- Creating square format videos to capture the 500 million mobile views YouTube gets per day – this format also occupies 78% more space in the Facebook News section, leading to more engagement
- Remarketing your video to people who have made relevant “how to” searches – these are clearly audiences with the problem that your product solves
- Marketing your video to lookalike audiences using Facebook’s powerful audience tools to create specific, targeted audiences who are likely to convert
- Reaching out to specialist sites and communities to share your video
- Sharing your video through all your social channels regularly, making sure to include relevant hashtags, @ relevant influencers and address conversations in progress where your video provides the answer
- Inviting influencers to try your product or service whether through a straightforward review or something more experiential like an unboxing or before/after video
Video and Revenue
Video can be expensive to create and, in a world where digital revenue is often viewed as a channel specific activity, many are curious about the return on investment before committing.
As an integrated marketing agency, we take a more holistic view and prefer to consider how each channel supports the others to turn audiences into customers as they progress through the sales funnel.
In this light, video is a very powerful tool as it can be relevant and appropriate at pretty much every stage of the funnel. If your budget allows, you can even plan and segment your video content for each of these stages, from first problem/awareness moment down to the final purchase triggers.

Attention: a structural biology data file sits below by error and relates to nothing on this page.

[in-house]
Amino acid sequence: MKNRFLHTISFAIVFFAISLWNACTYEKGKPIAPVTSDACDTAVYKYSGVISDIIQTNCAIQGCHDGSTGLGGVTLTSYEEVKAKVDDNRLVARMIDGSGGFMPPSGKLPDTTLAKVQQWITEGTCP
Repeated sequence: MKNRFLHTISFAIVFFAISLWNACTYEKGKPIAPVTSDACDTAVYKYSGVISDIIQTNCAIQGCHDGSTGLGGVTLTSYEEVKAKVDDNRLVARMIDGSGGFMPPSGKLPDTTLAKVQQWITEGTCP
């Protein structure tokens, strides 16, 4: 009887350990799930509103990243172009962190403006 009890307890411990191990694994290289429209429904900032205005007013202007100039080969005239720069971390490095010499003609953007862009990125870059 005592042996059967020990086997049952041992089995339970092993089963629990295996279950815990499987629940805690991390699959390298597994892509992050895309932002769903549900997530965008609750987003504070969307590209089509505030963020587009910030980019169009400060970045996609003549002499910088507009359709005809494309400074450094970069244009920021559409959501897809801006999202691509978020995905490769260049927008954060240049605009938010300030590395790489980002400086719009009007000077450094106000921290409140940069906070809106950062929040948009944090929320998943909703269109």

Video can lead to last-click referral revenue from the platforms it’s hosted on, whether that’s natively on YouTube or through paid visibility on Facebook or Instagram. Those are straightforward figures to unpack and way back in 2013, YouTube content was already converting at 1.16%.
However, video can also be a big driver for assisting revenue that converts through other channels. The paths for this are almost limitless but a simple example could be: searching for relevant terms on YouTube and seeing your video but taking no action; later on, the viewer remembers your video and searches Google for your company or related terms, at which point your organic or paid work attracts their click and they convert. That kind of journey cannot always be clearly traced but, clearly, the sale wouldn’t have happened without the video.
Build a Video Strategy from Search
If you’re ready to work on video but aren’t sure where to start, let search guide you!
Look at the relevant keywords that people search for, especially how-to terms and review terms. Embrace trends and work those into your angles. Could you create something better than the current content, if there even is any? Then do it!
More importantly, listen to your audience. What don’t they know about your industry, product or service? What are they praising or criticising in reviews or with your customer support teams? The outspoken minority can both share and shape the opinions of others so get ahead of them and create the content that answers questions, addresses challenges and keeps your audiences converting.